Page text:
JPMorgan has planned to trim down 3,000 to 4,000 jobs in its consumer banking division in 2013, to increase its profitability across branches. The bank is, however, expanding in terms of the number of branches. It wants to add some salespersons for products and services like wealth management, which will be helpful in contributing to its profit. JPMorgan has also focused on its wealthy depositors.

JPMorgan has recently been upgraded from negative to stable by Standard & Poor's as the credit firm's doubts about the "London Whale" episode eased. For our more detailed analysis on JPM, check out our article here.

People's United Financial Inc. (NASDAQ:PBCT) is an England-based lender with around $28 billion in assets. The company performs well in the core banking business, with three-fourths of its total assets including loans, which are primarily commercial. The bank has been successful in doubling its loan and deposits portfolio since the financial slowdown, and has been expanding through its acquisition strategy from the past four years.

For the first quarter of fiscal 2013, the bank's net revenue came in at $302.2 million, declining 2.3% due to lower net interest and non interest income. People's United posted net income of $219.3 million, a decline of 2.6%. The bank recently decided to increase its dividend, announcing it as $0.1625 per share to the shareholders.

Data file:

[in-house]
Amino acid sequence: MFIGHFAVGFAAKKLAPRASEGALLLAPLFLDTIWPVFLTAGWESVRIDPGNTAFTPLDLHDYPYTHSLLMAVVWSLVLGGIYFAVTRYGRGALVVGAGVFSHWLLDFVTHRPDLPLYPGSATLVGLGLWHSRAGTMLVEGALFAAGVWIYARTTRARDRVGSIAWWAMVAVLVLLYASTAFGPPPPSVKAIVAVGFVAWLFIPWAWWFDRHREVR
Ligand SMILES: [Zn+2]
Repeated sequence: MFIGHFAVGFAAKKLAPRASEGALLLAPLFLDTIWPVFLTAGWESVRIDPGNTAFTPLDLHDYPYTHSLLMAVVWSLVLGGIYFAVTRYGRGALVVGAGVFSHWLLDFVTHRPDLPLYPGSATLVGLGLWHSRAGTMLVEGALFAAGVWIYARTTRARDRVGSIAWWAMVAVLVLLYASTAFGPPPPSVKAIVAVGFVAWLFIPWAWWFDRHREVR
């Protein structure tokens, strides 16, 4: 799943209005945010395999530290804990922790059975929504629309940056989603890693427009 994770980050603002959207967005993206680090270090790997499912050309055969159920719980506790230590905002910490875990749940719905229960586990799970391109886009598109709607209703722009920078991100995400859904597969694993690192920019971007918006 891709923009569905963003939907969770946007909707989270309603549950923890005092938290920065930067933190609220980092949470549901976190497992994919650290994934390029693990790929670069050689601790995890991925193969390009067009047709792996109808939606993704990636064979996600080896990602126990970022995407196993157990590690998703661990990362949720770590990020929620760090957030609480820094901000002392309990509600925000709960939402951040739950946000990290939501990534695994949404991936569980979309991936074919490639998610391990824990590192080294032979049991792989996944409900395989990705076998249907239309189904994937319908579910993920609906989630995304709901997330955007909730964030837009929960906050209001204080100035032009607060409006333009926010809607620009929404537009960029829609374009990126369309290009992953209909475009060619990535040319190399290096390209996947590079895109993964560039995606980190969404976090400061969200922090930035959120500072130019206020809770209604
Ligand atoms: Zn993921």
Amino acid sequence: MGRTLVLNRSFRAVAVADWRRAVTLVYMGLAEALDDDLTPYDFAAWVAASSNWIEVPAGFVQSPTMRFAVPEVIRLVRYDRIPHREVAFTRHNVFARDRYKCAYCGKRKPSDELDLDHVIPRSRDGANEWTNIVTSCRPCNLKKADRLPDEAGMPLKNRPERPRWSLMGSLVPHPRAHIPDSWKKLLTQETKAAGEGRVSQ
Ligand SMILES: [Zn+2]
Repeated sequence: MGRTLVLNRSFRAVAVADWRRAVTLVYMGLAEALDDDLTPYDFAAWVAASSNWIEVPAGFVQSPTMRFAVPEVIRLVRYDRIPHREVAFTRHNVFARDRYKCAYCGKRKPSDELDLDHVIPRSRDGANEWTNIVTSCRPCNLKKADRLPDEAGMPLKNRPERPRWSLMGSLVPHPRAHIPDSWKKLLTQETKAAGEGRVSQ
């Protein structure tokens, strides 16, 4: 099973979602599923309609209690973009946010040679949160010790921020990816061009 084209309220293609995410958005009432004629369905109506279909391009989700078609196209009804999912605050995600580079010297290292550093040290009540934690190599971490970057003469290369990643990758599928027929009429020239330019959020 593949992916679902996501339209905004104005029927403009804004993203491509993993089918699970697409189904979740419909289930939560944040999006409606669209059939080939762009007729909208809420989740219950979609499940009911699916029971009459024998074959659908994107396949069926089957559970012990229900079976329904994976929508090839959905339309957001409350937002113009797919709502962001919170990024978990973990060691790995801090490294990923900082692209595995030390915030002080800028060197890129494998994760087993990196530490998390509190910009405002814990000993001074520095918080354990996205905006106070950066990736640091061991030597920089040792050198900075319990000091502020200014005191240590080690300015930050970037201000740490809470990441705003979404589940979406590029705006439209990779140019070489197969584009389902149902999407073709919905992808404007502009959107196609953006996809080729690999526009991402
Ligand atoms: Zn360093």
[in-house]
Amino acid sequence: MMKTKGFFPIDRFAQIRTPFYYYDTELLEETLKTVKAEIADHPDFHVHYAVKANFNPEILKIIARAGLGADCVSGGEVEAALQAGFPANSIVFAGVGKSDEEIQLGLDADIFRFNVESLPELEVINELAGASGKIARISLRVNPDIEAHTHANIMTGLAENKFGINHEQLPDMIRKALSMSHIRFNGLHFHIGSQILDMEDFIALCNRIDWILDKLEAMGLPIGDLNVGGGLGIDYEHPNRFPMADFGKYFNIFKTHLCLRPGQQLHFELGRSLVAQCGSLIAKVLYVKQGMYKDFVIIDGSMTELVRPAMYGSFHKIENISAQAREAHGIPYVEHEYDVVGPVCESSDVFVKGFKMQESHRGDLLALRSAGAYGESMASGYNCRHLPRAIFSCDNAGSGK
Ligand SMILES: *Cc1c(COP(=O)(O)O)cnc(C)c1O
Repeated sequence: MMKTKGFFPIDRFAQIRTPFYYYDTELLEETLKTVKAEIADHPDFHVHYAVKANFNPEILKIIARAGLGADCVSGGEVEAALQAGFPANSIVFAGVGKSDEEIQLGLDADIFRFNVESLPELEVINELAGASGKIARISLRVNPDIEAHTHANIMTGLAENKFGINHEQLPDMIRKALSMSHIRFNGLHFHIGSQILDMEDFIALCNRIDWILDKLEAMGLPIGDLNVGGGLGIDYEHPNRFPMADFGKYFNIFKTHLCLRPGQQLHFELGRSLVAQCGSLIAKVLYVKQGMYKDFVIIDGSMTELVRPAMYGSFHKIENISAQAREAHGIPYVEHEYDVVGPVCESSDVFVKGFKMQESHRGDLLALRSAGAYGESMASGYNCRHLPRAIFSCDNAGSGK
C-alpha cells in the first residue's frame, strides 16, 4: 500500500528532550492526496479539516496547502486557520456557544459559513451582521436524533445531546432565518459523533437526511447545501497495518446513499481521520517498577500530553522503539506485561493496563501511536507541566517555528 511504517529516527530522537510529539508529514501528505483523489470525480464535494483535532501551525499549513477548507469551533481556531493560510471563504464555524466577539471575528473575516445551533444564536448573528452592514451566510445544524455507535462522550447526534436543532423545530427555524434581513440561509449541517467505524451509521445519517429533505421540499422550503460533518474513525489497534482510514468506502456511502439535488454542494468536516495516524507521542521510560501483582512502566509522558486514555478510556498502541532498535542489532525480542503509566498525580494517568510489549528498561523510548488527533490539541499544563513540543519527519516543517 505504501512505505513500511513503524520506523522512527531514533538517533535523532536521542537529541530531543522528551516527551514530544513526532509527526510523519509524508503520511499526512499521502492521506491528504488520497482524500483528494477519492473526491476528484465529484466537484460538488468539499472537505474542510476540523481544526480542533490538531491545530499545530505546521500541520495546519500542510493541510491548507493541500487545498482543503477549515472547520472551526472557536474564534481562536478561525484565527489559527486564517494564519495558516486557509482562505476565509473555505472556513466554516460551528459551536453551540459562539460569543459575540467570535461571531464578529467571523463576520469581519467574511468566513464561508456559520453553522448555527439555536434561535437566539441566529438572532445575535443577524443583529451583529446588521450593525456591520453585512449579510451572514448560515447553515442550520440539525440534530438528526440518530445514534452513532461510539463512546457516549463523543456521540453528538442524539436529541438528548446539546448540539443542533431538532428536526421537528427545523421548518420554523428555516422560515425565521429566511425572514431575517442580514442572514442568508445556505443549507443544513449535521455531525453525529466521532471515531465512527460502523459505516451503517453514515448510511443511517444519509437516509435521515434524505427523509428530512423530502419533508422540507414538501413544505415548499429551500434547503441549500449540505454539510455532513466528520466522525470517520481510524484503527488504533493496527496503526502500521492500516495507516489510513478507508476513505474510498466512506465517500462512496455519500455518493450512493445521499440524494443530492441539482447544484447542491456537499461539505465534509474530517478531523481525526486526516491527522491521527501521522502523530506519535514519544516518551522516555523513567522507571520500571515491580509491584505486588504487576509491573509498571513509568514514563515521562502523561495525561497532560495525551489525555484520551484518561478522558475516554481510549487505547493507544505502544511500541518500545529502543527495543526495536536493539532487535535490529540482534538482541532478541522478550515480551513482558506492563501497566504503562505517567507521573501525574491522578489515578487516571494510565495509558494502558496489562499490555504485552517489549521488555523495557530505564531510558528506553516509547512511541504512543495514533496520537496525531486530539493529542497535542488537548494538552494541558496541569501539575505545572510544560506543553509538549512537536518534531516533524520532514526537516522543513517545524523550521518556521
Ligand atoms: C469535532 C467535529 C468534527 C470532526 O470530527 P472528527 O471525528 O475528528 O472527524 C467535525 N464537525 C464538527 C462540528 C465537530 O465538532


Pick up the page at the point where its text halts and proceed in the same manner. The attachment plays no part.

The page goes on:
People's United's conservative approach allows is to maintain a high level of capital. In a way, excess capital is a sign of sound company financials, but too much capital only indicates that the bank has failed to utilize the money and convert it into earnings.


Amongst the three, JPMorgan seems to be the most reliable stock to invest in. The bank has been chosen as the No. 1 investment bank and reported a healthy latest quarter. It is the biggest bank in the United States in terms of assets, and maintains a healthy dividend yield; additionally, its recent upgrade by S&P reflects a brighter outlook.

Both Cliffs and People's have their share of problems and likely warrant the lower P/B ratios. While Cliffs' future course is not sure amid declining steel and iron ore prices, People's is struggling from excessive non-interest expenses and non-accretive acquisitions.

Disclosure: I have no positions in any stocks mentioned, but may initiate a long position in JPM over the next 72 hours.

Business relationship disclosure: Black Coral Research, Inc. is a team of writers who provide unique perspective to help inspire investors. This article was written Aman Jain, one of our Senior Analysts. We did not receive compensation for this article (other than from Seeking Alpha), and we have no business relationship with any company whose stock is mentioned in this article.

Additional disclosure: Black Coral Research is not a registered investment advisor or broker/dealer. Readers are advised that the material contained herein should be used solely for informational purposes. Investing involves risk, including the loss of principal. Readers are solely responsible for their own investment decisions.